The comments on my latest blogpost about theosophical popquizes went a bit off topic. So I thought I'd start a new blogpost discussing the issue.

I've written about this before, so I'll start by quoting myself a few times. Let's start with my first attempt at discussing this:

I still do appreciate Krishnamurti's teachings as valid on the path for many, but aspects of it just don't work for many people on other stages of the path. For instance the implication that one should only follow those doctrines that one can personally vouch for, and only practice what one knows works is simply dangerous. Human beings aside from being individuals, are also group beings. This is a practical fact that has to be taken into account on the spiritual path. Most of us need a direction in basic ethics in order not to slide off into simple selfishness. We also need groups to help us stay focused on aspects of the path we might, on our own, ignore.

I didn't have a blog yet back then, so it's published on Katinka Hesselink Net: Theosophy & Krishnamurti.

and in my comments on the blogpost here:

I wrote in one of my attempts at explaining my position regarding Jiddu Krishnamurti:

Perhaps that’s how I can best explain my ultimate rejection of Jiddu Krishnamurti’s teachings. I’ve studied his work, learned a lot from it, and have since moved on.

Testimony to how deeply I've studied J. Krishnamurti's work is the whole section of my website devoted to his work. I've studied his work almost as intensively as Blavatsky's. Though while I claim to have read 99% of her work, I certainly haven't read all of K's work.

I do think - as the title of that post implies (If you see the Buddha Kill Him) - that it's only possible to reject Krishnamurti once one has studied his teachings.

I did end that post with a list of things one can learn from his teachings. And memorizing the list is not the same thing as wrestling with his words. Just like memorizing a summary Blavatsky's teachings isn't the same as reading The Secret Doctrine. It's the wrestling itself that brings insight.

Now I'm not at all suggesting you or anybody else should read the whole of K's work - those 300 books you talked about. But one or two are, I think, a good thing to include in one's spiritual diet.

Here's the main article on my blog: my disillusionment with Krishnamurti.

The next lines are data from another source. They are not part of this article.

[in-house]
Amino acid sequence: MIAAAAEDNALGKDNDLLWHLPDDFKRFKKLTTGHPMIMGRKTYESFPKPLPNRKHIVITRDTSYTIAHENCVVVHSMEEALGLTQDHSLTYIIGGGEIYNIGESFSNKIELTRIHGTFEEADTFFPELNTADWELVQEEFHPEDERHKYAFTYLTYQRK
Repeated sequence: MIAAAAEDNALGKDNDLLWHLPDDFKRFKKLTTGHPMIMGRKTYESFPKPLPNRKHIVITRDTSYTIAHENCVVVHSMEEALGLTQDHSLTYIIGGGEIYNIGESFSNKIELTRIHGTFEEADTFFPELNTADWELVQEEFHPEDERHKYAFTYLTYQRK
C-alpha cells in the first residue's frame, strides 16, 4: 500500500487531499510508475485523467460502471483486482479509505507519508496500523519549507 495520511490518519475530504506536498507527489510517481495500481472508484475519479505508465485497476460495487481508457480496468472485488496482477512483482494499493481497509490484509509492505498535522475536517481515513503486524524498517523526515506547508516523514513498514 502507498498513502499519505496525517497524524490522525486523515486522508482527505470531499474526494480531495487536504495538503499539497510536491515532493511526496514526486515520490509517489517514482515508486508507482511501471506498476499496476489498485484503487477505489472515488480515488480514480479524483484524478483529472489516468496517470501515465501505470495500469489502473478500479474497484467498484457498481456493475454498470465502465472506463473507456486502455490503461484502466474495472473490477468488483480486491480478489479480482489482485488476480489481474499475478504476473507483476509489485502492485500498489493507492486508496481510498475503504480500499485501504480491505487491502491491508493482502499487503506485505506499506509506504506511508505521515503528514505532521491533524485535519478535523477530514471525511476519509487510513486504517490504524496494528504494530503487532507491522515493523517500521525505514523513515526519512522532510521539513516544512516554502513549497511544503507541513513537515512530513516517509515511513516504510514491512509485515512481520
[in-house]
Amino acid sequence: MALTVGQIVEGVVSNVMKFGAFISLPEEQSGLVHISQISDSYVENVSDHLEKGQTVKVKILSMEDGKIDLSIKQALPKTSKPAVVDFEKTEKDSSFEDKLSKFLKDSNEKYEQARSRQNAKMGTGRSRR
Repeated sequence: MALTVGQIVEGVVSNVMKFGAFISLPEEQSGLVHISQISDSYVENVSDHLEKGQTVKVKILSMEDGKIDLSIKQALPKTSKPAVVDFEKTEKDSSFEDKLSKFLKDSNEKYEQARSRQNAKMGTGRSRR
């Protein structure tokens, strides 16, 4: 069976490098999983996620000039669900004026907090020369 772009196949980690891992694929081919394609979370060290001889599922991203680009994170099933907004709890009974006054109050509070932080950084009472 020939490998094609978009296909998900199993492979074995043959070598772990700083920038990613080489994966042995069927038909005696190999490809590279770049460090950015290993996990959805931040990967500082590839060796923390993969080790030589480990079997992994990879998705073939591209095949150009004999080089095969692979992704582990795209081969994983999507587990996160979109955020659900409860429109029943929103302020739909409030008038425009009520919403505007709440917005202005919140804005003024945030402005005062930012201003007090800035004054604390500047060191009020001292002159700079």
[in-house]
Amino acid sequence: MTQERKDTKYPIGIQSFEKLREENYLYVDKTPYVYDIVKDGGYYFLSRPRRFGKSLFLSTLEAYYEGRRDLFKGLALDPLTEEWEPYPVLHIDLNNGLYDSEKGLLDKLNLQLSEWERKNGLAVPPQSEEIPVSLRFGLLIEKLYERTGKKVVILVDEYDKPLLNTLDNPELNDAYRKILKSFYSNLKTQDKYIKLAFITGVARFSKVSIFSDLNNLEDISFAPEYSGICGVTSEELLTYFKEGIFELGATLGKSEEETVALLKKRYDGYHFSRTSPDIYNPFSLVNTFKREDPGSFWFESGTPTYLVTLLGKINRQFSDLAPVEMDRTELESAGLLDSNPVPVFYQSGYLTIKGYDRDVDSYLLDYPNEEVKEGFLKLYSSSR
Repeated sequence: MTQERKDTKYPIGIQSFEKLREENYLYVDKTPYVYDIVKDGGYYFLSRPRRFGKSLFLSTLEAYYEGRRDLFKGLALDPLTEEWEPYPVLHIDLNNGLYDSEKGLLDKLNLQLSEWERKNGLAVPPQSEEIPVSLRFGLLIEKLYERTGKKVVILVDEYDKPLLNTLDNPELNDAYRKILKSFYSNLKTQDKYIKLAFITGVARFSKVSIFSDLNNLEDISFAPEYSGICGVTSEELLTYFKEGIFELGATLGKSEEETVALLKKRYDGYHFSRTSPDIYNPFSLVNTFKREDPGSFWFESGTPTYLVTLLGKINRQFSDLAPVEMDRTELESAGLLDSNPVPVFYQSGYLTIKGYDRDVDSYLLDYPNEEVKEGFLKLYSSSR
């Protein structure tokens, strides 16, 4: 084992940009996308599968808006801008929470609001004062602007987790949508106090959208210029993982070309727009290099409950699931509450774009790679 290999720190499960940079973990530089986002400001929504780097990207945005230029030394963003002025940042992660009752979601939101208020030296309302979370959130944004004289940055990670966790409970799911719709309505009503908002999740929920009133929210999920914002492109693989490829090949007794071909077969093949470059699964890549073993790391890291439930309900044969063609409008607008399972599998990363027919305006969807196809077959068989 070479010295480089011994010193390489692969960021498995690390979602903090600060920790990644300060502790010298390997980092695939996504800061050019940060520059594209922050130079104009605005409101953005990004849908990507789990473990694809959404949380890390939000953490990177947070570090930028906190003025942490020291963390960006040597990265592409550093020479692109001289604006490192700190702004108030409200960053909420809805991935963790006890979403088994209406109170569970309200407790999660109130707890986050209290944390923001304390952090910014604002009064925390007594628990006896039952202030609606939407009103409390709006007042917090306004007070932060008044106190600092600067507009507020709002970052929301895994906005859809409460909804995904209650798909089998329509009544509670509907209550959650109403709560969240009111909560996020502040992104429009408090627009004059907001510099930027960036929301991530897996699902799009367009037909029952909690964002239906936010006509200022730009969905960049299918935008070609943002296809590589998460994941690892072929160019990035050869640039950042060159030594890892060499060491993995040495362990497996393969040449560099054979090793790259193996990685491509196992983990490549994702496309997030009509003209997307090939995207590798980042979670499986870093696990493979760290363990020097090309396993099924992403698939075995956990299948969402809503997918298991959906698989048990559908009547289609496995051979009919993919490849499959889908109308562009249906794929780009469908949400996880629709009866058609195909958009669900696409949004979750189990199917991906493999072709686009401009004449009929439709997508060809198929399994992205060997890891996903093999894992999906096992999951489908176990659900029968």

I did write there too that:
In summary: while I feel Krishnamurti’s teachings were exactly what the TS needed at that time, stand alone they offer people (especially kids) in our time enormous risks.

for theosophists K’s teachings aren’t a risk at all. We come packed with safeguards and K’s teachings are designed to get rid of precisely the risks theosophy as a spiritual path has:

* Too much reliance on theory

* Not looking at your life but at an image of your life
* Arrogance from thinking you are serving imaginary masters (imaginary to you at least as you’ve never met them – if that’s sentence seems to imply I did meet them, that was not my intention :) )

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Comment by Mark R. Jaqua on November 28, 2009 at 9:16am
Hmmm, 3.14159ect. is not always 3.14etc... that could open a whole other discussion... 3.14etc is not an exact value - is that so in a base 12 numerical system - what is the thickness of the lines in the circle you are radiusing - is there any such thing as a perfect circle or sphere in nature - is 3.14etc a platonic ideal only as there is no absolute measurements in nature - what color is 3.14etc......
Comment by Katinka Hesselink on November 27, 2009 at 3:02am
K said that to scientists? I guess he had some nerve.

There are geometries where the ratio between radius and circumference isn't 3.14etc. and if there's any audience that might know that, it's them, but that doesn't mean pi isn't pi if you get my drift.
Comment by Katinka Hesselink on November 25, 2009 at 4:14am
K said Pi is not always 3.14 etc? That requires context to know what he meant. But I agree, on first sight that's too relativistic.
Comment by Katinka Hesselink on November 24, 2009 at 7:40am
Hi Govert,

We'll have to agree to disagree on the nuances on this one.

From a historical perspective it's hard NOT to see K's teachings as being very specifically aimed at the perceived defects of the theosophy Krishnamurti experienced. That these defects are also present elsewhere - and struck a core in his time - made his teachings so intriguing to many.
Comment by Govert Schuller on November 23, 2009 at 4:28pm
Dear Katinka,

I think you still have a far too optimistic image of K's teachings. Yes, I can see how and why some Theosophists can derive something advantageous from K, and only if you're already firmly rooted in Theosophy. And not just Theosophists might derive such advantage, but any other spiritual path with strong theoretical tendencies. Therefore to claim that K's teachings were designed to address specifically Theosophy's pitfalls is not correct as he addresses any and all spiritual and intellectual pitfalls and made the case that Theosophy itself is to be regarded as one big pitfall with hardly any redeeming qualities. With that in mind and from a Theosophical pov, I think K's teachings are at its core one big pitfall with some peripheral, advantageous qualities. Notwithstanding this important difference, I applaud you in thinking through the many aspects of this issue and having come to an "ultimate rejection of Jiddu Krishnamurti’s teachings."

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